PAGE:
...so unsurprisingly, there’s a rich heritage of skiing – in all its forms – in the country. Its northern latitude means it’s blessed with snow in abundance. The season is long and the resorts are easy to reach. The skiing is ideally suited for beginners and intermediates being less steep than the Alps. A Norway ski holiday, is not just about regular alpine skiing but also about the cross-country skiing and other winter experiences such as staying in a log cabin and seeing the Northern Lights.
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Norway ski holidays Your questions answered by our Norwegian ski holiday expert
Alexander Blunt (Co-Founder)
What are the best family ski resorts in Norway?
In Norway, you’re never too young to ski, most children learn as soon as they’re able to walk. The majority of Norway’s best ski resorts such as Trysil, Hemsedal and Hafjell are super family-friendly, with children’s slopes and ski schools, parks with jumps and rails. And there are sleigh rides in Geilo. Hotels are family friendly too and many are situated right by the slopes for ski-in, ski-out convenience.
What are the best beginner ski resorts in Norway?
In Norway first timers can look forward to wide, quiet and perfectly groomed slopes through beautiful pine forests. In Hafjell there are easy runs from the top of all lifts and a beginner area at the bottom. Both Beitostølen and Trysil are also great resorts for beginners as they can be explored almost entirely via easy blue runs. Hemsedal meanwhile is home to a 6km run that’s suitable for beginners and a practice area near the base.
What are the best high altitude / snow-sure ski resorts in Norway?
In the Scandy countries it’s not height that counts so much for snow security but latitude – and Norway certainly benefits from its northern location. Its resorts typically top out between 1,100m and 1,500m, offering a vertical drop between 400m to 800m – more than enough to keep most family and intermediate skiers happy. Norefjell however has a vertical drop of 1,008m.
What is the best skiing food and Drink in Norway?
Norwegian mountain cuisine features lots of game and fish. Expect to see elk burgers, locally cured meats and fish served on a wooden plank, to Suppegjok – a goulash soup served in a bowl made from bread. With fish so prominent in their diet, they also do good sushi made with Norwegian salmon, shrimps and surimi. Warming ski snacks are also very different from you'd expect in the alps. Think lots of waffles with cream and berries, and of course coffee with cinnamon buns. Just be aware that alcohol isn’t the cheapest in Norway – a hangover isn’t the only thing you have to worry about after several drinks. Top tip: there is a duty-free shop by the baggage reclaim at Oslo airport. Get fully stocked with your allowance here.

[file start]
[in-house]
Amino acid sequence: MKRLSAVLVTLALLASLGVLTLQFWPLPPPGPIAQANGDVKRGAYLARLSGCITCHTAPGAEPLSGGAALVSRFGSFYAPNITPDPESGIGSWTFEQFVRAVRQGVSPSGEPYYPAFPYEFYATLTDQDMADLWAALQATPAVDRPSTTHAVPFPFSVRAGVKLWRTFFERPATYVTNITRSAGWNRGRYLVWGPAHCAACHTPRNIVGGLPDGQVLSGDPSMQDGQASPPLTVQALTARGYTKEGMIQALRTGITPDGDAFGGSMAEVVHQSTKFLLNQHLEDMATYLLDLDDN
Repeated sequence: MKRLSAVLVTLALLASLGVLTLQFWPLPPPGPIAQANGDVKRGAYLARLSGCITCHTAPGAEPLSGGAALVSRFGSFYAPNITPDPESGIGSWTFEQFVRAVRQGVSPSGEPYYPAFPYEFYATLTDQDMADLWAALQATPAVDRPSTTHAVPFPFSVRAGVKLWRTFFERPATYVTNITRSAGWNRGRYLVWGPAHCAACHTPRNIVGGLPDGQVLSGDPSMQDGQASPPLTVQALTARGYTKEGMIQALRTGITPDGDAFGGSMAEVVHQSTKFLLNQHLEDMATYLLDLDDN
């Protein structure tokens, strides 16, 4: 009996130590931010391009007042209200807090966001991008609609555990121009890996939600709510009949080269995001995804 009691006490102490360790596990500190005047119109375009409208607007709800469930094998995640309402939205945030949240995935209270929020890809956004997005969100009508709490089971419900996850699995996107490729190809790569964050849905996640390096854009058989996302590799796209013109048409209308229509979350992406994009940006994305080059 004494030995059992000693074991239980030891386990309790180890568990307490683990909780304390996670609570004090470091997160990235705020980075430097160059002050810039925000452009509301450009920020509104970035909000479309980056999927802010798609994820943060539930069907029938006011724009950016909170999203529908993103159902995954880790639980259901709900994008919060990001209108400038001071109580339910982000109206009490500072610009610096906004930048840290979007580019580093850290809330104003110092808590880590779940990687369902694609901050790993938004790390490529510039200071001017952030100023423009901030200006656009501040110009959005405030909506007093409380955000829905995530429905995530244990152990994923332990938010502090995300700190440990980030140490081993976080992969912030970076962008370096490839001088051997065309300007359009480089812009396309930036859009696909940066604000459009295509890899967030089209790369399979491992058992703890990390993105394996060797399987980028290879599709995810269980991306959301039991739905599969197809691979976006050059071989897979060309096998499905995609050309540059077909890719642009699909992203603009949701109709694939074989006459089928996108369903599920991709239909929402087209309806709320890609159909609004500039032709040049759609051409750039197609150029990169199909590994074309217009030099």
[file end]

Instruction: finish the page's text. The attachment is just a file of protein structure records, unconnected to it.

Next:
What are the best ski resorts for après ski in Norway?
Don’t expect to come to Norway and find the riotous party scenes that you get in the French Alps. The prohibitive costs of alcohol partly curbs that. (Wily travellers stock up on duty free.) That said, most resorts have bars and clubs with live music or karaoke at the base of the slopes or rustic pubs with tons of atmosphere, serving not just beers and cocktails but great food too.
What are the best ski resorts for off-piste skiing in Norway?
Among Norway’s southerly ski resorts, Hemsedal offers some of the best off-piste, thanks to its steep slopes, ease of access and a vertical drop of 800m. The area is also a great place to explore the wider mountains and try backcountry skiing (away from the resorts) with a mountain guide. Beyond the slopes, Norway is home to 1000s of kilometres of cross-country tracks, many going through areas of real wilderness.
What are the best ski resorts for skiing weekends and short breaks in Norway?
Norway is perfect for a weekend hit. It’s a two hour flight to Oslo and there can be as many as two flights a day from the UK going out Friday and returning Sunday. From Oslo, your best bet is to head to one of the closer resorts such as Norefjell, just under two hours by car. There is also the option to fly into Bergen, which is closer to some of the more westerly resorts such as Voss.
What is the best time to ski in Norway?
Norway has a longer season than the Alps but daylight hours are worth considering. The resorts start opening as soon as the snow settles, usually in November. The season can then run until as late as May. December to February is great for the snow, but the days are cold and short (many resorts have floodlit slopes). March onwards offers longer days and the slopes are often still in great condition.
Most popular ski resorts in Norway
Here are just some of our top ski resorts. To find the perfect one for you, speak to one of our specialists.
Trysil, Norway's largest resort, offers diverse terrain and exciting activities like night skiing and dog sledding. With a range of accommodation options, including family-friendly hotels and ski-in-ski-out cabins, it's perfect for families looking for a ski holiday with varied terrain and plenty of fun.
Hafjell, a hidden gem in Norway, offers a family-friendly skiing experience just 15 minutes north of Lillehammer. With beginner-friendly slopes and extensive snowmaking facilities, conditions are reliable.
Geilo, a charming village in Southern Norway, is a picturesque base for skiing adventures with five accessible areas. It also offers a range of non-ski activities, including skidoo driving and cross-country skiing, allowing visitors to experience the diverse offerings of Norway beyond skiing.
Beitostolen, despite its relatively low summit height, offers a season from November to May with uncrowded slopes, stunning views, and welcoming locals. It is perfect for families seeking an alternative to popular French or Austrian resorts.